Have you been feeling twinges of jaw pain lately? Or maybe you’re feeling a lot of pain. Well, you’d be joining the other 10 million people around the country who experience jaw pain.
But what causes jaw pain? Is there a solution for your suffering or is it something you’ll just have to deal with over time?
In this blog, we’ll walk you through the five most common jaw pain causes and what you can do if you believe you are experiencing one of them!
1. Teeth Grinding
One of the most common causes of jaw pain is teeth grinding, which usually happens at night. Because it happens at night, it can be difficult to know if this is something that you do that could be causing jaw pain.
When you see a dentist, they are more likely able to tell if teeth grinding is the culprit.
As annoying as the pain can be because of teeth grinding, it’s important to figure out if this is the cause. The more you grind your teeth, the worse off you will be. In addition to the pain you will feel in your jaw (as well as headaches), you will wear your teeth down and potentially cause chipping and fractures.
You may be grinding your teeth without realizing if you have any of the following issues:
- An abnormal bite
- High anxiety
- Certain diseases
- Crooked or missing teeth
- Are taking medications that could cause grinding as a side effect
If you suspect that teeth grinding is the issue, or if your dentist tells you this is the case, they will most likely tell you to wear a mouth guard at night to protect your teeth and jaw.
Temporomandibular Joint Disorder is an extremely common cause of jaw pain. In fact, about 12% of people in the United States may suffer from TMJ symptoms at a time.
The temporomandibular joint is what connects part of your skull to your jaw. This is what allows you to open and close your mouth when you want to.
When you experience TMJ, most of your pain will be right around your ears and behind them. You may also experience pain in your temples. In addition to pain, you may experience a restriction in your jaw movement.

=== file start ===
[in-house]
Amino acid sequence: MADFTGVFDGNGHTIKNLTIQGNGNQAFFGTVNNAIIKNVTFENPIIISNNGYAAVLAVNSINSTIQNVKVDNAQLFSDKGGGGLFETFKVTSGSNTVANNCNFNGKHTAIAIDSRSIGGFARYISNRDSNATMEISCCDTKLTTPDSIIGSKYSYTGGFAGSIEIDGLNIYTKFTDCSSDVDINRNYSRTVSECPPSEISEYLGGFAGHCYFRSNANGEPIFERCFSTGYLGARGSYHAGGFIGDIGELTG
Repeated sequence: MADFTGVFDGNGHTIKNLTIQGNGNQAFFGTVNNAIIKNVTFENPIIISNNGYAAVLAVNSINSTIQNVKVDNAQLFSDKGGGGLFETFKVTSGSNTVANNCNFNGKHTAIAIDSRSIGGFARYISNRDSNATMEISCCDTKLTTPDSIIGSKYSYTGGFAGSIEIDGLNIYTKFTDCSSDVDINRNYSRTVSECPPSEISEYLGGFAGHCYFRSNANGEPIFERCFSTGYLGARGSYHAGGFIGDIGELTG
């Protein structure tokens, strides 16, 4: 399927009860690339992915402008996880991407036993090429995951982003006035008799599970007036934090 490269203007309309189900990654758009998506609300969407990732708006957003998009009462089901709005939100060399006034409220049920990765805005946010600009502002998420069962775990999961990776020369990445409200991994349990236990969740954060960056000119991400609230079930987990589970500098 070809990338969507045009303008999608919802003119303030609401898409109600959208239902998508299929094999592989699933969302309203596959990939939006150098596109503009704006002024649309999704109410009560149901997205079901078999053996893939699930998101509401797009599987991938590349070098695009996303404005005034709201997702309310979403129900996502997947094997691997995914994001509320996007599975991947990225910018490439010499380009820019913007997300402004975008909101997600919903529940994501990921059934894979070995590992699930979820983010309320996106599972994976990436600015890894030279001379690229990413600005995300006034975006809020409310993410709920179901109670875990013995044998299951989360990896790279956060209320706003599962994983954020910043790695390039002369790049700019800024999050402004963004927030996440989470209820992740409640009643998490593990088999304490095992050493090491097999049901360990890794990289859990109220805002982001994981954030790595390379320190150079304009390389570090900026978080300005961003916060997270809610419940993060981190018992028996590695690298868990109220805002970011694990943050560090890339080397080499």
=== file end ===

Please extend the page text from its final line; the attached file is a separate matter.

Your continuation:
A few other symptoms you may experience if you are dealing with TMJ are:
- Headaches and migraines
- Neck aches
- A clicking or popping sound from your jaw
- Buzzing and ringing in the ears
While the exact cause of TMD is unknown, other health conditions like arthritis, structural problems, infections, injuries, and teeth grinding can affect the development of TMJ. If you begin to experience TMJ, the pain will likely go away on its own within a few weeks or months. However, it can last longer than that.
If your dentist believes you have TMJ symptoms, they will try to discover the root cause. If it is teeth grinding, you’ll get a mouth guard. Otherwise, you should avoid chewy foods and take over-the-counter pain meds to deal with the pain while it is there.
3. Your Bite Is Off
If your bite is abnormal, this can also cause jaw pain. If your jawline is not resting properly, it can become taxing on your jaw joints.
This is when braces for jaw pain can come in handy. Straightening out your teeth and taking care of your bite with dental appliances can drastically improve the pain you are experiencing.
Your dentist will be able to tell you if this is the culprit for your pain based on your symptoms and X-rays.
4. Untreated Cavities
Since untreated cavities can cause jaw pain, it is very important to stay up to date with your routine dental visits. This can prevent any unnecessary pain from occurring.
In addition to the jaw pain, you may realize that you are experiencing pain and sensitivity, tooth stains, and a small, visible hole in the tooth. If that’s the case, you most likely have a cavity and need to get it checked out as soon as possible!
Your dentist can put a filling in it, and you will be as good as new.
5. Impacted Wisdom Tooth
If you do not have your wisdom teeth out and are experiencing jaw pain, you may be dealing with an impacted wisdom tooth.
This usually occurs when your mouth doesn’t have enough room for the wisdom tooth to come through, which can cause pain and swelling in the area. It can also lead to infection.
If you have not yet gotten your wisdom teeth out, it’s best to have a conversation with your dentist to see what they believe the best route is for you. They may recommend that you go through a wisdom teeth removal to prevent this before it occurs.
If it is already happening, you may want to get your wisdom teeth out as soon as possible.
Jaw Pain Causes and Treatments
As you can see, there are some common reasons that you may be experiencing jaw pain. If you suspect that one of these jaw pain causes is creating the pain you feel, it is best to see a dentist.
If you cannot make it in to the dentist any time soon, consider doing a virtual consult! This can help you save time while still giving you the answers that you need about your jaw pain.
The quicker you get treatment, the faster you will feel better without pain!